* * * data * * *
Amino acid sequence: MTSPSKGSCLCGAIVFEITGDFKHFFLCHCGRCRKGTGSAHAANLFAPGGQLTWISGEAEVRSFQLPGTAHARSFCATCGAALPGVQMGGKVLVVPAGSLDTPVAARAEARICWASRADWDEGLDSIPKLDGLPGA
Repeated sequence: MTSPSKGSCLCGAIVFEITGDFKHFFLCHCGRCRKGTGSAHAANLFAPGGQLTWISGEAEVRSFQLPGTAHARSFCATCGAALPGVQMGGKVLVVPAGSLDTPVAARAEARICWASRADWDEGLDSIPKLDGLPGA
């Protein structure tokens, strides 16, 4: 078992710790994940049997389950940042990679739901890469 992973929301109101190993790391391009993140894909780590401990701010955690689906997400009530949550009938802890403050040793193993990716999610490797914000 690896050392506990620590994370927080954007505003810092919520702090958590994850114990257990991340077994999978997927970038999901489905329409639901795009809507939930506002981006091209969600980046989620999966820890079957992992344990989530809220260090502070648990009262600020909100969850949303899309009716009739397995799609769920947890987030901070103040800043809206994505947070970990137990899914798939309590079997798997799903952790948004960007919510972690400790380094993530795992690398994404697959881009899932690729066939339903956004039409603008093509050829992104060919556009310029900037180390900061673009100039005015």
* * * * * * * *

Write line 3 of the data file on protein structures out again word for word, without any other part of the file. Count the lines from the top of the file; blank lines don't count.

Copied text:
């Protein structure tokens, strides 16, 4: 078992710790994940049997389950940042990679739901890469 992973929301109101190993790391391009993140894909780590401990701010955690689906997400009530949550009938802890403050040793193993990716999610490797914000 690896050392506990620590994370927080954007505003810092919520702090958590994850114990257990991340077994999978997927970038999901489905329409639901795009809507939930506002981006091209969600980046989620999966820890079957992992344990989530809220260090502070648990009262600020909100969850949303899309009716009739397995799609769920947890987030901070103040800043809206994505947070970990137990899914798939309590079997798997799903952790948004960007919510972690400790380094993530795992690398994404697959881009899932690729066939339903956004039409603008093509050829992104060919556009310029900037180390900061673009100039005015």